Take a year (or less) off from work
Many people envy academics who take sabbaticals. What they
don't realize is that sabbaticals are not designed as time
on the beach. You are supposed to use your free time to accomplish
specific projects. Often you are not allowed to embark on
a sabbatical if your plans seem vague or unproductive.
Have a plan that includes fun.
How do you want to play? Did you always want to spend a year
at the movies, take a ceramics class, write nonstop all morning,
or begin each day with a blank slate?
If this idea is totally new, even scary, you may want to
practice on weekends. You may need to identify what you really
want to do before you start. A coach can help.
After you know what you want to do,
Design playful activities.
I recommend two types of goals: a creativity goal and a physical
A creativity goal involves developing a new side of yourself,
using some combination of art, music, drama, and writing.
You may become an artist or take "appreciation"
classes. If you travel, you can keep a journal, visit art
museums or attend concerts.
No ideas? Check out The Artist's Way, by Julia Cameron, available
at any bookstore. I am willing to bet that you will have no
trouble identifying playful activities as you work through
Physical activity can be as simple as walking or as rigorous
as training for a marathon. Learn a new sport. Dance. Work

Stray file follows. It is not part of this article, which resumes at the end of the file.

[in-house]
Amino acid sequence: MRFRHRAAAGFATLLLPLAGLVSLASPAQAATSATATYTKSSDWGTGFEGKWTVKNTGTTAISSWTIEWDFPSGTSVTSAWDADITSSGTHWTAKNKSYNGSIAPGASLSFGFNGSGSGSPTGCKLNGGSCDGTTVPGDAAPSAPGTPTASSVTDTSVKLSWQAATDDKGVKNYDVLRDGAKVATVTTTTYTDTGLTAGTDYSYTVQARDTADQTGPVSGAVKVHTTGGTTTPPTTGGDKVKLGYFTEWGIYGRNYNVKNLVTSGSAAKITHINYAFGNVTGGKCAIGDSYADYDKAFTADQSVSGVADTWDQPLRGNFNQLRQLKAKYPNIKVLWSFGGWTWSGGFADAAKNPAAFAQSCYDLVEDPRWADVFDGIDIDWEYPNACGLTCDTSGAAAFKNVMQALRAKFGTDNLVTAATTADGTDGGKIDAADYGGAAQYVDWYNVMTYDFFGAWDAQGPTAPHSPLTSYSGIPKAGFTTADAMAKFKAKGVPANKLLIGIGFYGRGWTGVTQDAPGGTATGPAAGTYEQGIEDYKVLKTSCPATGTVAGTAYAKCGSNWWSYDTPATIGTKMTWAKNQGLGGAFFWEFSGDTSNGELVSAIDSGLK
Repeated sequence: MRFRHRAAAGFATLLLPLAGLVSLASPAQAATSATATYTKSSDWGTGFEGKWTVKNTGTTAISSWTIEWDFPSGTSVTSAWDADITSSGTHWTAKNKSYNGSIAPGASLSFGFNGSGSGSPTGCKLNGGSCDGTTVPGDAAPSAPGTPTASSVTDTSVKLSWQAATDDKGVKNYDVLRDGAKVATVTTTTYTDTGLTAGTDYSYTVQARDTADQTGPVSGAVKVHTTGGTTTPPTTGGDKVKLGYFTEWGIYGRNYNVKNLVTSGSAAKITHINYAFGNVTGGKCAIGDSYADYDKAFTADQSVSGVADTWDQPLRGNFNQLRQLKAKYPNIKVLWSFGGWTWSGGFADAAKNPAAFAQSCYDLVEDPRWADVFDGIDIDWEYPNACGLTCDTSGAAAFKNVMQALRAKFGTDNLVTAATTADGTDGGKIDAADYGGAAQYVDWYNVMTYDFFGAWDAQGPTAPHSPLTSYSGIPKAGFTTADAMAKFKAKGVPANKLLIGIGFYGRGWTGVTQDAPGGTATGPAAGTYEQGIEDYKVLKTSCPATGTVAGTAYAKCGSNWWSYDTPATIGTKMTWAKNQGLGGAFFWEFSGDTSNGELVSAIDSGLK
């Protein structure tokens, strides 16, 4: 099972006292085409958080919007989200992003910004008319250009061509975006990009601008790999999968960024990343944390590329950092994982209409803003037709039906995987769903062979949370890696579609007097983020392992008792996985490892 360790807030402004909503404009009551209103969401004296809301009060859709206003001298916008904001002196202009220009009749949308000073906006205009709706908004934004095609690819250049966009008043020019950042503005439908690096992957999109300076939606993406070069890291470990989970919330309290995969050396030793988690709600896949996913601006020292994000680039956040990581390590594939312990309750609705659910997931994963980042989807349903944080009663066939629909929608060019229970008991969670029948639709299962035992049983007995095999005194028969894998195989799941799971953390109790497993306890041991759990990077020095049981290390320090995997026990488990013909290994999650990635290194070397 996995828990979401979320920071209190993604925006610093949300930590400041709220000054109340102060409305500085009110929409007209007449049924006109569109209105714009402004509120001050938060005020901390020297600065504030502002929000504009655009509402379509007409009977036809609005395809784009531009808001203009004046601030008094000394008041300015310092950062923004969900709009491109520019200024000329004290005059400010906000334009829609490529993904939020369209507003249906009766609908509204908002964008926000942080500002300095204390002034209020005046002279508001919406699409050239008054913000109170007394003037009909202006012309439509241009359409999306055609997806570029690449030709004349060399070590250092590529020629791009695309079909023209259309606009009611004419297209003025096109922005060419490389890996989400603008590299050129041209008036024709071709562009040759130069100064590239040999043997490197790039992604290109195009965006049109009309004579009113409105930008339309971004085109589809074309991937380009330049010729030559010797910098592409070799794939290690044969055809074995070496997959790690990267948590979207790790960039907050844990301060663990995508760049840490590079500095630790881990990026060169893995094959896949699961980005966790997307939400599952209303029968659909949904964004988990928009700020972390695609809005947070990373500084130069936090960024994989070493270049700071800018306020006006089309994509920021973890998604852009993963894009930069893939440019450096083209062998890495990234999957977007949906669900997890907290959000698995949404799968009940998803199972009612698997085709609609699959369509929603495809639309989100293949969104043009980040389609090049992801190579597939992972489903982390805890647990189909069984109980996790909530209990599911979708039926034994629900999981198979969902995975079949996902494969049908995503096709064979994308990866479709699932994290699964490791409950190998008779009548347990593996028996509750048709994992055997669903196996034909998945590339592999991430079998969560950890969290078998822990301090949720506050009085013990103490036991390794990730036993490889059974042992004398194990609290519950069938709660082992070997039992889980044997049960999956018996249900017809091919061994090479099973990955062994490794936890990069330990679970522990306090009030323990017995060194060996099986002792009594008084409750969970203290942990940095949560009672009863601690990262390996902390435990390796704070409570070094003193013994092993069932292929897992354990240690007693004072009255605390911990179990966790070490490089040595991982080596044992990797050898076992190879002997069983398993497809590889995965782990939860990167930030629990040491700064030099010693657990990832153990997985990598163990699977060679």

with a trainer in the weight room. People tell me over and
over, "I felt stronger as a person when my body became
Some goals are unique combinations of the physical and the
creative. "Build a cabin on my property," "Sail
my boat to the island and back," "Walk the length
of the state of California and keep a journal."
Set a time limit for your Time Out.
Over three months, you can sign up for a class in pottery
or piano. You can complete The Artist's Way program.
Six months? You can draft a short book or outline a longer
Six weeks? You can travel or go to workshops or see all the
movies you didn't have time for.
A time limit can free you. Someone I know (call her Janet)
finished her MBA and began drifting. She worked part-time
in a restaurant in a charming resort town. She felt no rush
to get a corporate job to begin her career. After several
months, the restaurant closed and Janet's parents reminded
her, "We supported you through school so you could get
a real job!"
Janet eventually built her own successful business, but she
says a time limit would have given her a sense of direction.
Don't drift. You can always start a new Time Out if you're
|Cathy Goodwin, Ph.D. is an author, career coach, and
speaker. She works with mid-career professionals who want to make a fast
move to career freedom. Visit her site http://www.movinglady.com
or call 505-534-4294.